addenda and errata\(\def\hfill{\hskip 5em}\def\hfil{\hskip 3em}\def\eqno#1{\hfil {#1}}\)

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A comparison of absorption and phase contrast for X-ray imaging of biological cells. Erratum

aDiamond Light Source Ltd, Harwell Science and Innovation Campus, Didcot OX11 0DE, UK
*Correspondence e-mail:

Edited by M. Yamamoto, RIKEN SPring-8 Center, Japan (Received 24 January 2019; accepted 20 February 2019; online 27 February 2019)

An error in the calculation for X-ray absorption imaging has been identified in the paper by Nave (2018[Nave, C. (2018). J. Synchrotron Rad. 25, 1490-1504.]) [J. Synchrotron Rad. 25, 1490–1504]. The required fluence and dose in the paper are a factor of ten too low for this mode of imaging.

The author regrets that an error in the calculations of the required fluence (and hence dose) for imaging by absorption was made in the paper by Nave (2018[Nave, C. (2018). J. Synchrotron Rad. 25, 1490-1504.]). This occurred because an incorrect number was applied when converting from the required number of photons incident on a pixel to a fluence (photons µm−2). The fluences and doses shown in Figs. 3[link] and 6[link] should all be increased by a factor of ten. As the error only occurred in the calculation for imaging by absorption, the dose ratios in Fig. 7[link] should be decreased by a factor of ten. These ratios are discussed in the text where the following corrections should be made:

[Figure 3]
Figure 3
Fluence and dose for protein in water with absorption contrast. Rose criteria 5 with the dose distributed over a model cell (70% water). The fluence and dose at 2% efficiency follows the zone plate efficiency adopted by Huang et al. (2009[Huang, X., Miao, H., Steinbrener, J., Nelson, J., Shapiro, D., Stewart, A., Turner, J. & Jacobsen, C. (2009). Opt. Express, 17, 13541-13553.]).
[Figure 6]
Figure 6
(a) Fluence requirements (absorption contrast, 10 nm resolution) for the four cellular components following the calculations for protein illustrated in Fig. 3, 100% efficiency. (b) Dose requirements following the calculations in Fig. 3, 100% efficiency.
[Figure 7]
Figure 7
Comparison of the dose for phase contrast with absorption contrast at 520 eV. Obtained by dividing the values in Fig. 5(b) with the value at 520 eV in Fig. 6(b).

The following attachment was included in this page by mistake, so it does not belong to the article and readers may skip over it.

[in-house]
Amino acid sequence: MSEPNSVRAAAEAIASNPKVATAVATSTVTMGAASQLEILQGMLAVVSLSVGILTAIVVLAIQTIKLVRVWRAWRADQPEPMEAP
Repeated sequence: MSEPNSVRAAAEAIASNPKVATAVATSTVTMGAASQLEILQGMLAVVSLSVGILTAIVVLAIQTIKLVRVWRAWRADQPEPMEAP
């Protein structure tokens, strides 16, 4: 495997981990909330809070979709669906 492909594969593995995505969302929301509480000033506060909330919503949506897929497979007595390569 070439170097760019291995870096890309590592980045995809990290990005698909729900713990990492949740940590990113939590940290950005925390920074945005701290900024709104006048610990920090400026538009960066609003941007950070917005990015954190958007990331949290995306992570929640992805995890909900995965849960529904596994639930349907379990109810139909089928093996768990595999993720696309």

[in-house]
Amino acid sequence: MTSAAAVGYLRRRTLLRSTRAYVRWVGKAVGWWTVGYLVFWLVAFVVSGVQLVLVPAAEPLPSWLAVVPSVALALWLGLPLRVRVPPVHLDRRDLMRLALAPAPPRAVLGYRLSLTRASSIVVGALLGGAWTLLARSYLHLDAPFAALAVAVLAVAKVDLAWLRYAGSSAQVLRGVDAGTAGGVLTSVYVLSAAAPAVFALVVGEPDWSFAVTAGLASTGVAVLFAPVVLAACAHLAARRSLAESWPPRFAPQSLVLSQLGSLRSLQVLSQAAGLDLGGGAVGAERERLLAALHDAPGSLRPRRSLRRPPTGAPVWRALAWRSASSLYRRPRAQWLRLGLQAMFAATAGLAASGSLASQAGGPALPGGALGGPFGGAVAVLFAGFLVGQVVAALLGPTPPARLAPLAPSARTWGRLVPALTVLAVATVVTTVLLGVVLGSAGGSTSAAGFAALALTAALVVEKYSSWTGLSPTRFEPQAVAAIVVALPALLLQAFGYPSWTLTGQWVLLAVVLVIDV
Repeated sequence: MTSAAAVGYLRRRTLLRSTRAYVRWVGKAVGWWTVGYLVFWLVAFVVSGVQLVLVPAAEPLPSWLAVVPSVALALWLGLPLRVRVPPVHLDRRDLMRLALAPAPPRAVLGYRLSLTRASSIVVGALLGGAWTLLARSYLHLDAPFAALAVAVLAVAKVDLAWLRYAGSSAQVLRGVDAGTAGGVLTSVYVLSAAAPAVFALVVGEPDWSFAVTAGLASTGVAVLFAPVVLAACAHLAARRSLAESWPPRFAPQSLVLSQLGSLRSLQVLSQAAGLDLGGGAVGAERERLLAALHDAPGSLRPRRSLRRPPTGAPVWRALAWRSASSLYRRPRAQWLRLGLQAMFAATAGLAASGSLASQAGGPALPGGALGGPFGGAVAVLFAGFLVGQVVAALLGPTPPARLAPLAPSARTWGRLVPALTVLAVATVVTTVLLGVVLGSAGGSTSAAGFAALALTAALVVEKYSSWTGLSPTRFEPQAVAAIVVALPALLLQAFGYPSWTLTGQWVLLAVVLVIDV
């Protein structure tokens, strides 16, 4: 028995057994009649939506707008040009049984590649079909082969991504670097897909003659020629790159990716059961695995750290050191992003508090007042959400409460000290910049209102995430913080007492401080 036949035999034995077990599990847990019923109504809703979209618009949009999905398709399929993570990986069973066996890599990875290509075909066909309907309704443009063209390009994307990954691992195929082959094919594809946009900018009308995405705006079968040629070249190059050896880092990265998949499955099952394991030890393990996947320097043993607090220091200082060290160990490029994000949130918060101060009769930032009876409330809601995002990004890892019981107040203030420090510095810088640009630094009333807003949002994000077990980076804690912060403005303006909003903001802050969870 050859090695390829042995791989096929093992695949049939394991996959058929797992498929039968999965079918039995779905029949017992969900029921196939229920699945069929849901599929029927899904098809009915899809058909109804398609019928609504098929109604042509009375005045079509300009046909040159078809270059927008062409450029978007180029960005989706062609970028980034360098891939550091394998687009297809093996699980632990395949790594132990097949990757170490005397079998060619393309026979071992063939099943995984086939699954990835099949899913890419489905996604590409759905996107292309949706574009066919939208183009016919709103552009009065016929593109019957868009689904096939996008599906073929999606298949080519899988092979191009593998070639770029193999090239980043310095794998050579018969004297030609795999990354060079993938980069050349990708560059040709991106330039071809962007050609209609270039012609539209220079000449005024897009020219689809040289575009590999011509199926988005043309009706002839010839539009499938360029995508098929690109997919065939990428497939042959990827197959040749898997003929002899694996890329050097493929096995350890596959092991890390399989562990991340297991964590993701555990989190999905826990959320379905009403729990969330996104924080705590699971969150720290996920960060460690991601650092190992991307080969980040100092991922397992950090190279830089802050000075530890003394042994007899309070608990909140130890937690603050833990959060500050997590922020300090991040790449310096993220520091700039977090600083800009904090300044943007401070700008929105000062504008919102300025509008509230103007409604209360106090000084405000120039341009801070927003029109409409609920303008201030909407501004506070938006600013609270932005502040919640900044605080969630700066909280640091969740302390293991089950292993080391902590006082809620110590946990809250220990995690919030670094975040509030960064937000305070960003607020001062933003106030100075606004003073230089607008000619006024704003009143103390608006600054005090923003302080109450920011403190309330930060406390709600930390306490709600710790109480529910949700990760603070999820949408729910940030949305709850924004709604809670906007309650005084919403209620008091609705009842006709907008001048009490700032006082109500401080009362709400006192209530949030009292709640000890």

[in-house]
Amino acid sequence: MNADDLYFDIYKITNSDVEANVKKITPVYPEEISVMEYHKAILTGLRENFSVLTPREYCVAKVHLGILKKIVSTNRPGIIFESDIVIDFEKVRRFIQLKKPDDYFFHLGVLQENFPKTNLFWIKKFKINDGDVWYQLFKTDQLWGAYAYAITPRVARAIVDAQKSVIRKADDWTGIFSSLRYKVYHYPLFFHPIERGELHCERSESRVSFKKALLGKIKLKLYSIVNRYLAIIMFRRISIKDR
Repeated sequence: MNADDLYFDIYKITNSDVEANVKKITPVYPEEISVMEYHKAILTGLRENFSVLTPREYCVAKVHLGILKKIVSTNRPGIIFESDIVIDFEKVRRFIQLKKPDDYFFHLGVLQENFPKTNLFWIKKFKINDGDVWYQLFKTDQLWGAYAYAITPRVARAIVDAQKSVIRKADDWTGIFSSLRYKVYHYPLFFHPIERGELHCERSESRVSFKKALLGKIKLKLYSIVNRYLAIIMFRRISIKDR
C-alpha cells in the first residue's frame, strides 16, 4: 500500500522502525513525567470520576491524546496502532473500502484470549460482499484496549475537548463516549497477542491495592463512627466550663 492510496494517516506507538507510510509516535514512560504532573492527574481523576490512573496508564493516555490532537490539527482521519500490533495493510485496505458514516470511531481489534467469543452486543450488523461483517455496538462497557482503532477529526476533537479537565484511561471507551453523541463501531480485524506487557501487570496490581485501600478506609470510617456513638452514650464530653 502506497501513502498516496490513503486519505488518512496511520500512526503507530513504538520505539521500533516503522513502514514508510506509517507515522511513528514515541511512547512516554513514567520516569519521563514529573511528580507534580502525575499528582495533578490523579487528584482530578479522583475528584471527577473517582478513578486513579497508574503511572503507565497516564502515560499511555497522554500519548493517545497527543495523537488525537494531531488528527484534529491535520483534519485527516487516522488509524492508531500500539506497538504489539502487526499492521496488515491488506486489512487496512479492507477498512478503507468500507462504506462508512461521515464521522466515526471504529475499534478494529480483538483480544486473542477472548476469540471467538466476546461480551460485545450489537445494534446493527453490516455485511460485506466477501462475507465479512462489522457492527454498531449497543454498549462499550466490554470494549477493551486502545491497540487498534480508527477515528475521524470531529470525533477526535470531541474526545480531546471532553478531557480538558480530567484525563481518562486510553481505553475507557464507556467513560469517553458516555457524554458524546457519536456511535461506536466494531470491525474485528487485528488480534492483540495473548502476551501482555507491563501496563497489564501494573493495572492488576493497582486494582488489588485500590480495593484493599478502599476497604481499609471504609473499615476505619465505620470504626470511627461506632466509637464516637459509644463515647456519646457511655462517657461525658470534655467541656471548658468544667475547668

Section 5.4: `For some components, much higher doses (e.g. a factor of 10–45 times more) are required for phase contrast imaging at the higher energies.'

Section 6, fourth paragraph: `The dose requirements for phase contrast at 4000 eV are between a factor of 2.2 (starch granule) and 45 (lipid droplet) higher than absorption contrast at 520 eV (Fig. 7[link]). Mitochondrial membranes in absorption contrast at 522 eV would require a dose of 5.2 × 108 Gy for 10 nm resolution whereas a dose of 1.5 × 1010 Gy would be required in phase contrast at 2000 eV.'

The benefits of operating in the water window for thin specimens are still present although to a lesser extent than given in the paper. The error was identified when comparing the calculations with those of Schneider (1998[Schneider, G. (1998). Ultramicroscopy, 75, 85-104.]) in which optimized phase contrast (exploiting amplitude and phase contrast) in the water window gave the lowest required dose for thin specimens. The corrections given above are consistent with this conclusion.


First citationHuang, X., Miao, H., Steinbrener, J., Nelson, J., Shapiro, D., Stewart, A., Turner, J. & Jacobsen, C. (2009). Opt. Express, 17, 13541–13553.  Web of Science CrossRef PubMed Google Scholar
First citationNave, C. (2018). J. Synchrotron Rad. 25, 1490–1504.  CrossRef CAS IUCr Journals Google Scholar
First citationSchneider, G. (1998). Ultramicroscopy, 75, 85–104.  Web of Science CrossRef CAS PubMed Google Scholar

This is an open-access article distributed under the terms of the Creative Commons Attribution (CC-BY) Licence, which permits unrestricted use, distribution, and reproduction in any medium, provided the original authors and source are cited.

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